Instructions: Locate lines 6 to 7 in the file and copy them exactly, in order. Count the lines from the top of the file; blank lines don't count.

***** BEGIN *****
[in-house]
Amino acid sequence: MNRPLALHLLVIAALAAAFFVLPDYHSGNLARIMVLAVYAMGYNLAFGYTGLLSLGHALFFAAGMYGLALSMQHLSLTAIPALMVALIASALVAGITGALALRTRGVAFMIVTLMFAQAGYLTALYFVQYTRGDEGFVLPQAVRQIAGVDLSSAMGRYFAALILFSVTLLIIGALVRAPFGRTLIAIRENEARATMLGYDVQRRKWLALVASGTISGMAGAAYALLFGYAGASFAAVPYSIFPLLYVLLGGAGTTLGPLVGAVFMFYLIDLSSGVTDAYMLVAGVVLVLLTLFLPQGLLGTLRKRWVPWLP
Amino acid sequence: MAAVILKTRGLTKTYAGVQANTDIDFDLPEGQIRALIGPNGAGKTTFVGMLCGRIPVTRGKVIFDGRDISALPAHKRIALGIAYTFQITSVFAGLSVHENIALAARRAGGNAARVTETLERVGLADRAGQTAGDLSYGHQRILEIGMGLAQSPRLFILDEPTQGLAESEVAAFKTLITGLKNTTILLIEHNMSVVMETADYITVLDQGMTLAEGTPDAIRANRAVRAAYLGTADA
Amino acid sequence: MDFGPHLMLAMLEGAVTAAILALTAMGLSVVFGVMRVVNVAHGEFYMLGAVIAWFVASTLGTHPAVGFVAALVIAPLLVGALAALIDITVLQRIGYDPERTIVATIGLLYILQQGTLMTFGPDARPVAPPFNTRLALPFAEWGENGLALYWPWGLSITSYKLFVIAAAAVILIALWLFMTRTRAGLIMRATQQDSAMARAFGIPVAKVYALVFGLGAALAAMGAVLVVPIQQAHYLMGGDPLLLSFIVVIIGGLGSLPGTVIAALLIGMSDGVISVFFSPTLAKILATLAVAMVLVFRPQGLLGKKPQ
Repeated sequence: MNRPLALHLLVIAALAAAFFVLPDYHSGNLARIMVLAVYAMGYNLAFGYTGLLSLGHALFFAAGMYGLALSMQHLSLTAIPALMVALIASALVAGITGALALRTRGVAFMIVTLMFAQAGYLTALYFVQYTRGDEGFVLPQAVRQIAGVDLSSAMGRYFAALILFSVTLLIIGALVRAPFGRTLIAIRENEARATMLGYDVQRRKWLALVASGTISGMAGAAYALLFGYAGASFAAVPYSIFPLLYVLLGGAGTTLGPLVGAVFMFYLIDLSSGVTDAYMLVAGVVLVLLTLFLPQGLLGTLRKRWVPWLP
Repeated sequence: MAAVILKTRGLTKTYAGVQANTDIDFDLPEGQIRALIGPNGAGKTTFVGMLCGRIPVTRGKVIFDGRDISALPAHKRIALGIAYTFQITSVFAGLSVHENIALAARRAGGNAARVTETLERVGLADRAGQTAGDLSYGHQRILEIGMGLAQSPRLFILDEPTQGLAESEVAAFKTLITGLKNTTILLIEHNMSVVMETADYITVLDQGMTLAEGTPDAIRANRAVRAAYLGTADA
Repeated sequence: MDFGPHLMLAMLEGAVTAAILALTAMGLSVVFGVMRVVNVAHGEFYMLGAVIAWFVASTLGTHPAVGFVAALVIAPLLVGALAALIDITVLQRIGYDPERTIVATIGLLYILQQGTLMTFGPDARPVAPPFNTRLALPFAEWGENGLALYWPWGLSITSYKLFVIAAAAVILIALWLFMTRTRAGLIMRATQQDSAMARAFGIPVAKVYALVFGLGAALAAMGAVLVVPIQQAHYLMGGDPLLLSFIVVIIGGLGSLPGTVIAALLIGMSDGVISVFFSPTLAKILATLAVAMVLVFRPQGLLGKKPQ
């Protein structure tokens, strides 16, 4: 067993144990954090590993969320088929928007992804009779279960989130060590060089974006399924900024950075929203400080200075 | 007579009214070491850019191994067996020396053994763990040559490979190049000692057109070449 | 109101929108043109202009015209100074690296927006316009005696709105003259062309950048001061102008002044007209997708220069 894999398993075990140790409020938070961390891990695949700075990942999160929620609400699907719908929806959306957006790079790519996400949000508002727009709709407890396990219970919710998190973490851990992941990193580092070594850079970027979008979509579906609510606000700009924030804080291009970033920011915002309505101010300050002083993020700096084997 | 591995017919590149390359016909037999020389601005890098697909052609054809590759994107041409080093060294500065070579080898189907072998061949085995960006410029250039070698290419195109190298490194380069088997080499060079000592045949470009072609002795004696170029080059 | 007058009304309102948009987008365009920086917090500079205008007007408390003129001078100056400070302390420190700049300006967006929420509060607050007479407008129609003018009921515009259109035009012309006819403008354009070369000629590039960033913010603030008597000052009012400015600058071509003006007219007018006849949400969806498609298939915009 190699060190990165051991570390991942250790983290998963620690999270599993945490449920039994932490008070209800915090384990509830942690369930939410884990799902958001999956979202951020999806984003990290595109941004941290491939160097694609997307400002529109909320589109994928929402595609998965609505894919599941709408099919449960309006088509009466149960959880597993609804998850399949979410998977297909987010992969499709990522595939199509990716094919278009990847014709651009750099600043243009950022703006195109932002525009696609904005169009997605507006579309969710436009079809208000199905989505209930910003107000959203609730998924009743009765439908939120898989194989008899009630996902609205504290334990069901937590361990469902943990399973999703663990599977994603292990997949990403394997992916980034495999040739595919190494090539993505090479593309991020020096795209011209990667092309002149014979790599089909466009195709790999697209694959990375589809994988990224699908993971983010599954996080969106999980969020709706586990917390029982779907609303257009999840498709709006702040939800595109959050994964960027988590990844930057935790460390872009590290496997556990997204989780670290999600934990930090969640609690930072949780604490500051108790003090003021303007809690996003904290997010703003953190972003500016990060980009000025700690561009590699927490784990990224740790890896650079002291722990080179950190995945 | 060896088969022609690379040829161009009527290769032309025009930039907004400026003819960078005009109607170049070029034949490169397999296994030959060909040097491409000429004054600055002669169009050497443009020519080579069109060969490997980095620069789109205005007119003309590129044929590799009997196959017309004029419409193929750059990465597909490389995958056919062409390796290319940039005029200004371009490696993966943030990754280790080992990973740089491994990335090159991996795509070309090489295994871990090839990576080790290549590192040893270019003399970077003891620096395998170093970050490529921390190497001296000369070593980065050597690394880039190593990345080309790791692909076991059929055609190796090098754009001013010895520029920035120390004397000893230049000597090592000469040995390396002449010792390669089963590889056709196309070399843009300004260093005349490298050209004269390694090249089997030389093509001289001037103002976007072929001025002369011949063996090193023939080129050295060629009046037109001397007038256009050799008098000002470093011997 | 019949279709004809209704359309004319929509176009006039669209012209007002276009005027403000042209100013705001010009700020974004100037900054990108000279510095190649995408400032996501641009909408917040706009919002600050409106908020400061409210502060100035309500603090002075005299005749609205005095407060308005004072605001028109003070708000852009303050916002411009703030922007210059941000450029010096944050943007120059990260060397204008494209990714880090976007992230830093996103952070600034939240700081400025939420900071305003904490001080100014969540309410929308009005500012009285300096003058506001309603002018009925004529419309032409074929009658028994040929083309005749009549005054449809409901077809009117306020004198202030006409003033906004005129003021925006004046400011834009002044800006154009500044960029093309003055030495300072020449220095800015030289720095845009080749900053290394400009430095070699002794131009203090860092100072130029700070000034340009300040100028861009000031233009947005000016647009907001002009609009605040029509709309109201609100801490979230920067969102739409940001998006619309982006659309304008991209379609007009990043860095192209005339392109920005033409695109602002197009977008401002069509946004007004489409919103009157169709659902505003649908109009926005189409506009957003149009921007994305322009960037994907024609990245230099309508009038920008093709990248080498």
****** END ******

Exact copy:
Repeated sequence: MAAVILKTRGLTKTYAGVQANTDIDFDLPEGQIRALIGPNGAGKTTFVGMLCGRIPVTRGKVIFDGRDISALPAHKRIALGIAYTFQITSVFAGLSVHENIALAARRAGGNAARVTETLERVGLADRAGQTAGDLSYGHQRILEIGMGLAQSPRLFILDEPTQGLAESEVAAFKTLITGLKNTTILLIEHNMSVVMETADYITVLDQGMTLAEGTPDAIRANRAVRAAYLGTADA
Repeated sequence: MDFGPHLMLAMLEGAVTAAILALTAMGLSVVFGVMRVVNVAHGEFYMLGAVIAWFVASTLGTHPAVGFVAALVIAPLLVGALAALIDITVLQRIGYDPERTIVATIGLLYILQQGTLMTFGPDARPVAPPFNTRLALPFAEWGENGLALYWPWGLSITSYKLFVIAAAAVILIALWLFMTRTRAGLIMRATQQDSAMARAFGIPVAKVYALVFGLGAALAAMGAVLVVPIQQAHYLMGGDPLLLSFIVVIIGGLGSLPGTVIAALLIGMSDGVISVFFSPTLAKILATLAVAMVLVFRPQGLLGKKPQ